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    Oooo, the backwards automobile event... In the Corvair, it was atleast as much cg aft of the center of lateral resistance from tires as from aero effects, but produces the same result - Ground loop or Spin out - It is exciting.

    I feel a need on the aero shape issues to pop a few issues. First, Abbot and von Doehoff's "Theory of Wing Sections" is a starting point for airfoil theory. Please note, the airfoil folks assume unrestricted flows around both sides of their foils, while cars have the air attached to the ground plane. Second, they discuss 3D wings and talk about how much effect the aspect ratio has in messing up the flow situation, and they were talking about numbers of 3 on up towards infinity. A car with an airfoil shape has an aspect ratio less than unity, and thus is all wing tip...

    Next, Carmicheal's "Personal Aircraft Drag Reduction" gives you a starting point for how to shape things for minimum drag. He covers a number of airplanes, and also covers Laminar flow methods including some gravity powered devices. Interesting stuff. He also covers methods of computing overturning moments (destabilizing).

    Seriously, low drag without lift or downforce does not require an airfoil so much as it requires looking at the shape and saying to yourself, does it look like a continuous flow of air here will want to flow around this thing. If you try to trick it into going over the top, it will likely spill over the sides. Then go back and look at how Le Mans racers are shaped. Find the down force gadgets and back them out, and you will have a pretty low drag, stable system. Remember where their CG is relative to their bodt shape, and I think you can gain all sorts of insights.

    Good Luck,

    Billski
     
  10. Jul 21, 2006 #10

    Mighty Mira

    Mighty Mira

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    Yes, I would certainly not consider putting batteries in the back, that sounds like a recipe for disaster.

    My thoughts are to have the air leaving the back end of the car going either horizontally or slightly up as to add some downforce. My thoughts on batteries are to put them either close to the front or under the floor, between the wheels.
     
  11. Jul 21, 2006 #11

    Mighty Mira

    Mighty Mira

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    Hans, I am attempting to design (or at least, going through the thought processes) a practical, cheap, EV. The main limitation with EVs powered by lead acid batteries is range. So I am attempting to maximize range, while having a usable interior, reasonable acceleration, stability and indifference to crosswinds.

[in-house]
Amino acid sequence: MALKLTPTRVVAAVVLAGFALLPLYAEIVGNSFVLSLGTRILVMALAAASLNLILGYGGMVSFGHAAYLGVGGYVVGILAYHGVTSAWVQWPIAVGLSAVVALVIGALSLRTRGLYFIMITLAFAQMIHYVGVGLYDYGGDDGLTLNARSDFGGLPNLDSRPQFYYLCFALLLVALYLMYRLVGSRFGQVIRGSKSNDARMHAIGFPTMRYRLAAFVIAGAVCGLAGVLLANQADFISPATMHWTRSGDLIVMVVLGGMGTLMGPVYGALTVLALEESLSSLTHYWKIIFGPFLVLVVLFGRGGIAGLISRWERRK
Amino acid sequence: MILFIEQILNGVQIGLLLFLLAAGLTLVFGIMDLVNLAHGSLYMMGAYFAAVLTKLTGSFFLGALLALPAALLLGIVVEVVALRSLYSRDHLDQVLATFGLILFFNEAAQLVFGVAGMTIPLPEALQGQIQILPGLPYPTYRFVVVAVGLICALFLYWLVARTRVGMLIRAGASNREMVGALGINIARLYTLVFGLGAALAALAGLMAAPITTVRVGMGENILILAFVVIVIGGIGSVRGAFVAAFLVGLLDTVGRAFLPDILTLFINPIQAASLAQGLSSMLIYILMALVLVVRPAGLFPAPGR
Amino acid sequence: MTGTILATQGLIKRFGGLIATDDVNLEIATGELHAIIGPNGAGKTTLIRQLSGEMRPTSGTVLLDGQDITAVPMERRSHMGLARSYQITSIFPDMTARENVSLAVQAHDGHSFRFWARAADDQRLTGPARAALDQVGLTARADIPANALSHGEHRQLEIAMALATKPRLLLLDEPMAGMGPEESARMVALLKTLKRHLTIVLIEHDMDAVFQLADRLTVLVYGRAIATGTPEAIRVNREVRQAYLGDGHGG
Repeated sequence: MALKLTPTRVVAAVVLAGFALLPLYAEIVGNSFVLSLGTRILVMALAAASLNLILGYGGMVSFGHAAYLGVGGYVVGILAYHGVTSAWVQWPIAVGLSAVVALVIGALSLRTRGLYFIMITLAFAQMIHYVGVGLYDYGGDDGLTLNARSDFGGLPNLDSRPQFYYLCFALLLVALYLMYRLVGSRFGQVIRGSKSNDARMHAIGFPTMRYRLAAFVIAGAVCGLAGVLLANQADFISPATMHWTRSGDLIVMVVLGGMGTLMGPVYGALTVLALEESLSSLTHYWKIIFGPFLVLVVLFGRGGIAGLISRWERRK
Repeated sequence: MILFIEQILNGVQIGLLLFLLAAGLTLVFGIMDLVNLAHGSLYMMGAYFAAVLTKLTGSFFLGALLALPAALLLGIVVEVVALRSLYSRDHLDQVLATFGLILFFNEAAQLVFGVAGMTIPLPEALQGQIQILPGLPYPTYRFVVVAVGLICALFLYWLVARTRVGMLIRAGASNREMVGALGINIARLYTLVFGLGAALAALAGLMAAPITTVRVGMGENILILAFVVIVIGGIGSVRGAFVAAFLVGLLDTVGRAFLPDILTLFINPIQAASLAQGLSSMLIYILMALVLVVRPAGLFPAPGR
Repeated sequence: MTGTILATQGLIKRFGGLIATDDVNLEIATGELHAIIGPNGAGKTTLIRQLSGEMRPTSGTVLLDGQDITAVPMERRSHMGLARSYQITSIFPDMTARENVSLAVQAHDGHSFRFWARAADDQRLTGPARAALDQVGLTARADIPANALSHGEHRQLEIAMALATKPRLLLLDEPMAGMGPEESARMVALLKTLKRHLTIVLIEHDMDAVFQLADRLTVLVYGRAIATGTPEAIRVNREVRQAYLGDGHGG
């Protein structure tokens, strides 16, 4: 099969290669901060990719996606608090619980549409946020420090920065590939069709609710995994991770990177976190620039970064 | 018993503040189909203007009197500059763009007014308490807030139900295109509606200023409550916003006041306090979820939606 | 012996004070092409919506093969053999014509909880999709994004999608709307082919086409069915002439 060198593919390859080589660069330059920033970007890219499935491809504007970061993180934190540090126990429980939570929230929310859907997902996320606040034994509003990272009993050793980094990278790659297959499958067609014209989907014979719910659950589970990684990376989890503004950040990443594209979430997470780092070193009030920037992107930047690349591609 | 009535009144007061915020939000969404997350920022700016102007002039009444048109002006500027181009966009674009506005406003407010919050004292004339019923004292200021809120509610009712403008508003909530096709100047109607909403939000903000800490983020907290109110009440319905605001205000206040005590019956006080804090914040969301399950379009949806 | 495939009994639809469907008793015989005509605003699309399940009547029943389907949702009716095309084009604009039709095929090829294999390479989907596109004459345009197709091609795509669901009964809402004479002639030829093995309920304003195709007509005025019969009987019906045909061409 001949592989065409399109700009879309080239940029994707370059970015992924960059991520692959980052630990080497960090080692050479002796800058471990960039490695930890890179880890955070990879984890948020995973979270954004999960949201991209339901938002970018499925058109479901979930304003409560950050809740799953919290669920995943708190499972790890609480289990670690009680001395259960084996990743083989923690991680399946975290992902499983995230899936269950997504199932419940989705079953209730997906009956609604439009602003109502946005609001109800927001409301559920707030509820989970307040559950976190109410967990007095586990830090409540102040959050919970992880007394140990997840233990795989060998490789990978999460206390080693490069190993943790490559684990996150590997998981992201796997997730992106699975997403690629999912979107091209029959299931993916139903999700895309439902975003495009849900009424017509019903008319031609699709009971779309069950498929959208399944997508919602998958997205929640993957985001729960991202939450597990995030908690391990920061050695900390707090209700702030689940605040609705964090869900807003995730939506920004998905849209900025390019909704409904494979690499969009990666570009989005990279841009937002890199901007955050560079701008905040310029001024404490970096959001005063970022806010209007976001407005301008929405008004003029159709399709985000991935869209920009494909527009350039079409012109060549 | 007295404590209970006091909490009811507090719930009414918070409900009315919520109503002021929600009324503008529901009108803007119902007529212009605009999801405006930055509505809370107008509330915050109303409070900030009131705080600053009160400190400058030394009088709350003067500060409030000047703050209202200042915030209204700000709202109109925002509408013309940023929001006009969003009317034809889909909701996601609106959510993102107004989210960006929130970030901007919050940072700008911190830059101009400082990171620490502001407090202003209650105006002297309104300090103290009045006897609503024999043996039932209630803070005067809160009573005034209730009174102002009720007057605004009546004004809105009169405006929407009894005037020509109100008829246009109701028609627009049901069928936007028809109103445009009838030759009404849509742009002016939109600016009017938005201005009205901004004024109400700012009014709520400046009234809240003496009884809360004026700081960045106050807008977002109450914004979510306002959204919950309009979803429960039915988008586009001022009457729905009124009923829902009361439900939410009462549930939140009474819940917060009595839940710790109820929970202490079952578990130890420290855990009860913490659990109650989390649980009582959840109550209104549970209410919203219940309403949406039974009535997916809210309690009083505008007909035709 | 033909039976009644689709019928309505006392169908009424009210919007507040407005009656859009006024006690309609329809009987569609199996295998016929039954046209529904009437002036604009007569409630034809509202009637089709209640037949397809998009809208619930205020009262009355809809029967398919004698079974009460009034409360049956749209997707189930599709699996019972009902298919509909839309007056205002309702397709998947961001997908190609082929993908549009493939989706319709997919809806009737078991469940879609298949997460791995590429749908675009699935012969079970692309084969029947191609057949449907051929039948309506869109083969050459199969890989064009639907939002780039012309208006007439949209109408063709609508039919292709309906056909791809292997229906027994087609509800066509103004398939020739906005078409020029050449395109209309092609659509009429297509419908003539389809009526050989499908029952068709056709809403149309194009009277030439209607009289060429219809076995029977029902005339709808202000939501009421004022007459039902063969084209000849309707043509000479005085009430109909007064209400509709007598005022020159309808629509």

Given the same battery, range is proportional to battery weight/ CdA. This is counterintuitive, but makes sense when you think about it. (An object will continue along its path of motion unless acted upon by an external unbalanced force. Minimize the external unbalanced force (drag) and you can go forever. If you can get a large battery weight to highway speed, you have the same losses (except rolling resistance, the automotive equivalent of induced drag, and it's minor) as you do with a light car.

    In miles, lbs and square feet, at 70 miles an hour,
    Range = .314 * Battery Weight / CdA
    (roughly).

    If I can get drag to 0.11, frontal area similar to a Capri, I can get 300 miles range with 900kg of batteries. Hopefully you can see my preoccupation with achieving extremely low drag figure WHILE not being an impractical solar vehicle type thing.

    I want to design it to get AT LEAST 300 miles of range at a cruising speed of 70mph. That's 5 hours of driving at 60mph.

    I think it's better to first optimize CdA and usable interior first. That way, weight is minimized. Minimize weight (especially, non-battery weight) and maximize acceleration, minimize city driving (and likely some country) energy usage, and hence cost.

    Hence, that is why I would start with a capri. Due to its small size, I can craft a rough prototype shell with cheap plastic and wood in order to test CdA with a coast down test. Unfortunately I can't vary ride height as well, but them's the breaks.

    After I have that spec, I can select an appropriate chassis to build a proof of concept vehicle, likely a small truck chassis.

    This thread goes over some of the issues:

    http://www.gassavers.org/showthread.php?p=19948#post19948
     
    Last edited: Jul 21, 2006
  12. Jul 21, 2006 #12

    Mighty Mira

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    I suppose that seeing as the air is attached to the ground plane, there may be larger gains than a person might otherwise think by elevating the body from the ground. This of course has adverse effects on stability, however, an electric vehicle has an ace in the hole with battery placement. It is easily possible for an EV to have a CG that is lower than a regular car while having an undertray significantly higher than regular cars. If we consider that the worst case scenario is a van or minivan, we could potentially craft a vehicle with several feet of clearance before we reached the worst case. This might well result in further drag reduction.